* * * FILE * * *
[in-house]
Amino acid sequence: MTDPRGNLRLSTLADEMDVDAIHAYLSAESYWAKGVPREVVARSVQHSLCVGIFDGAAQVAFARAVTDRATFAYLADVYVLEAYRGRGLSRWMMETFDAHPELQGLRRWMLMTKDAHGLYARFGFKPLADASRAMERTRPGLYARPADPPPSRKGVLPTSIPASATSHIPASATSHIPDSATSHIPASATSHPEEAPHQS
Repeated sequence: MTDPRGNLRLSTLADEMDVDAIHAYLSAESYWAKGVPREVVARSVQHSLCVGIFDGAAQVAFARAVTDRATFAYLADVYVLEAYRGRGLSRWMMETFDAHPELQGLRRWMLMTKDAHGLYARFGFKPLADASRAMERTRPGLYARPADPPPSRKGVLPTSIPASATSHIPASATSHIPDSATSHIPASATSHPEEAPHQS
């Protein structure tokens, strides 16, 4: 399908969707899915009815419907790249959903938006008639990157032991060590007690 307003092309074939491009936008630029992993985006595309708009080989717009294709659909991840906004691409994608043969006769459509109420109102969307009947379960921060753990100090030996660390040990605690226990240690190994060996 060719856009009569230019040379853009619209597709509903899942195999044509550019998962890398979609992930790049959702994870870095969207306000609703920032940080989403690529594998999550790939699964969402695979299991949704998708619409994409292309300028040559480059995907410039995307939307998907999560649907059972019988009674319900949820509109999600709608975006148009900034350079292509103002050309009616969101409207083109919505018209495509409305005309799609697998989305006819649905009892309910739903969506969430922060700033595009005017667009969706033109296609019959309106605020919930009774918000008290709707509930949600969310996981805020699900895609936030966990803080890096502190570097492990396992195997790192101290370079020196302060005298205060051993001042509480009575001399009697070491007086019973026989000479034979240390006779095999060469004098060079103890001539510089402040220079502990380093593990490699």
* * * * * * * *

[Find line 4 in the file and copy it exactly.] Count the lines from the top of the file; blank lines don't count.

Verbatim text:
């Protein structure tokens, strides 16, 4: 399908969707899915009815419907790249959903938006008639990157032991060590007690 307003092309074939491009936008630029992993985006595309708009080989717009294709659909991840906004691409994608043969006769459509109420109102969307009947379960921060753990100090030996660390040990605690226990240690190994060996 060719856009009569230019040379853009619209597709509903899942195999044509550019998962890398979609992930790049959702994870870095969207306000609703920032940080989403690529594998999550790939699964969402695979299991949704998708619409994409292309300028040559480059995907410039995307939307998907999560649907059972019988009674319900949820509109999600709608975006148009900034350079292509103002050309009616969101409207083109919505018209495509409305005309799609697998989305006819649905009892309910739903969506969430922060700033595009005017667009969706033109296609019959309106605020919930009774918000008290709707509930949600969310996981805020699900895609936030966990803080890096502190570097492990396992195997790192101290370079020196302060005298205060051993001042509480009575001399009697070491007086019973026989000479034979240390006779095999060469004098060079103890001539510089402040220079502990380093593990490699």